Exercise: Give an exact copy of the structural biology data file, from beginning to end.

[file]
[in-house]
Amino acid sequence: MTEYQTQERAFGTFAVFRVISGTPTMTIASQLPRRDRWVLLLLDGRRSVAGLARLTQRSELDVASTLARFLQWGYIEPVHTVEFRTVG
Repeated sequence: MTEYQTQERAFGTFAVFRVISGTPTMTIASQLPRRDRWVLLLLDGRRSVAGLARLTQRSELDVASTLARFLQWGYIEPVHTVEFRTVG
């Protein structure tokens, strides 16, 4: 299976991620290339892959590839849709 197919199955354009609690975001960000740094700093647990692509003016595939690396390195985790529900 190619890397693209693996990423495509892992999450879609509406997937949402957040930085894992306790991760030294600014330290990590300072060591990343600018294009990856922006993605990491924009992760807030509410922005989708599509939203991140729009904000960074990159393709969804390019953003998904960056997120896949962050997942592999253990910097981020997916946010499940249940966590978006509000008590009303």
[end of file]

[in-house]
Amino acid sequence: MTEYQTQERAFGTFAVFRVISGTPTMTIASQLPRRDRWVLLLLDGRRSVAGLARLTQRSELDVASTLARFLQWGYIEPVHTVEFRTVG
Repeated sequence: MTEYQTQERAFGTFAVFRVISGTPTMTIASQLPRRDRWVLLLLDGRRSVAGLARLTQRSELDVASTLARFLQWGYIEPVHTVEFRTVG
């Protein structure tokens, strides 16, 4: 299976991620290339892959590839849709 197919199955354009609690975001960000740094700093647990692509003016595939690396390195985790529900 190619890397693209693996990423495509892992999450879609509406997937949402957040930085894992306790991760030294600014330290990590300072060591990343600018294009990856922006993605990491924009992760807030509410922005989708599509939203991140729009904000960074990159393709969804390019953003998904960056997120896949962050997942592999253990910097981020997916946010499940249940966590978006509000008590009303």